Egli’s strongest conviction appeared to be her own efforts to reduce greenhouse gas emissions — she’s testing out solar energy on her trailer — and her party’s “bold commitment” to end fossil fuel subsidies on “day one,” if elected, which resulted in applause.
The remaining three candidates at the forum were Peter Kerek of the Community Party, Ken Finlayson of the People’s Party and Kira Cheeseborough of the Animal Protection Party.
Kerek and Finlayson offered views from either side of the political spectrum, with the former taking aim at capitalism and the latter calling into question climate science accepted around the world.
Cheeseborough, meanwhile, came off less preachy and instead sought to inspire a new generation of leaders. The social work student, at 25 the campaign’s youngest candidate, caught the attention of TRU political science professor Derek Cook, who attended the forum.
“She’s extremely articulate,” Cook said. “In a very realistic way, we don’t have much time to deal with the climate change issue. It would be nice to do things slowly, but we can’t. According to science, we have 10 years and we better do something about it. It’s my future and the future of young people. I hope the fact that she is running will get more people to vote for the party they are most attracted to.”
Cook said the forum was entertaining.
“We have someone from the People’s Party who denies what everyone else thinks, but it gives us a chance to reflect on why they think what they do,” he said. “He’s there to encourage people to put forward a rational argument about why they want to move on climate change. But there were other topics as well. I think it was a good evening for politics and motivating people to get out and vote.”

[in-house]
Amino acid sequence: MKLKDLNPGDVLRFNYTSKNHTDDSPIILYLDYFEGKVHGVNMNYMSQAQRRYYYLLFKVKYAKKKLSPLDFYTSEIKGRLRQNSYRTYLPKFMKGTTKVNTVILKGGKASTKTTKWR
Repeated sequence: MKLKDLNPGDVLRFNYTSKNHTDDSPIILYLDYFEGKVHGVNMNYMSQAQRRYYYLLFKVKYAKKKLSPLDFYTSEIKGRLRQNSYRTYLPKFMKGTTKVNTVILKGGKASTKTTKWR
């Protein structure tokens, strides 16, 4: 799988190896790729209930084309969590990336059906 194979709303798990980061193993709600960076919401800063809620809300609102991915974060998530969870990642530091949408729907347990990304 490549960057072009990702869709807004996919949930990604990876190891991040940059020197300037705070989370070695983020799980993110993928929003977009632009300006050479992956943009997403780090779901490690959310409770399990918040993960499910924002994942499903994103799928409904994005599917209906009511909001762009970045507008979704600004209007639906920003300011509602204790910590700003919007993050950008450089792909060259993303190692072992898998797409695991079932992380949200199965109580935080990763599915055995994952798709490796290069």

Cook said the range of issues will help undecided voters. Health, education, climate, veterans’ services, seniors, inclusivity, taxation and arts and culture were topics raised by voters at the podium.
(Lake advocated passionately for an arts centre, while McLeod said she would go to bat for the community on the project, if it so chooses to build a PAC. Her answer seemed to take note of the failed referendum of 2015.)
Finlayson’s views on climate change were once again targeted, prompting former NDP candidate Dock Currie — who was asked last month by the federal wing of the NDP to resign due to online messages he made while debating with two energy reporters, both pipeline proponents — to heckle the PPC candidate from the front row.
A much less polished version of the one-time, one-week candidate, with unkempt bleached blonde hair and plaid replacing the suit and tie on his campaign photo, Dock Currie called Finlayson a “quack” and stood up upon request by Finlayson to shout: “You don’t understand basic science.”
Post debate, Dock Currie, a law student at TRU, argued Finlayson should not have been on the stage.
“I’m 100 per cent behind my leader [Jagmeet Singh] to say that the People’s Party of Canada does not deserve to be on the debate stage,” he said. “They spread hatred, they spread bigotry. They spread misinformation on science. So, do I think it’s inappropriate to heckle the People’s Party of Canada? No I don’t.”
For his part, Finlayson lumped the Liberals and Conservatives as two sides of the same coin and ended the night on a comic note, poking fun at the other parties for being “stuck on the Disney channel.”
Voters go to the polls on Monday, Oct. 21. Advance polls are open on Oct. 11, 12, 13 and 14. To find out where, when and how you can vote, click here.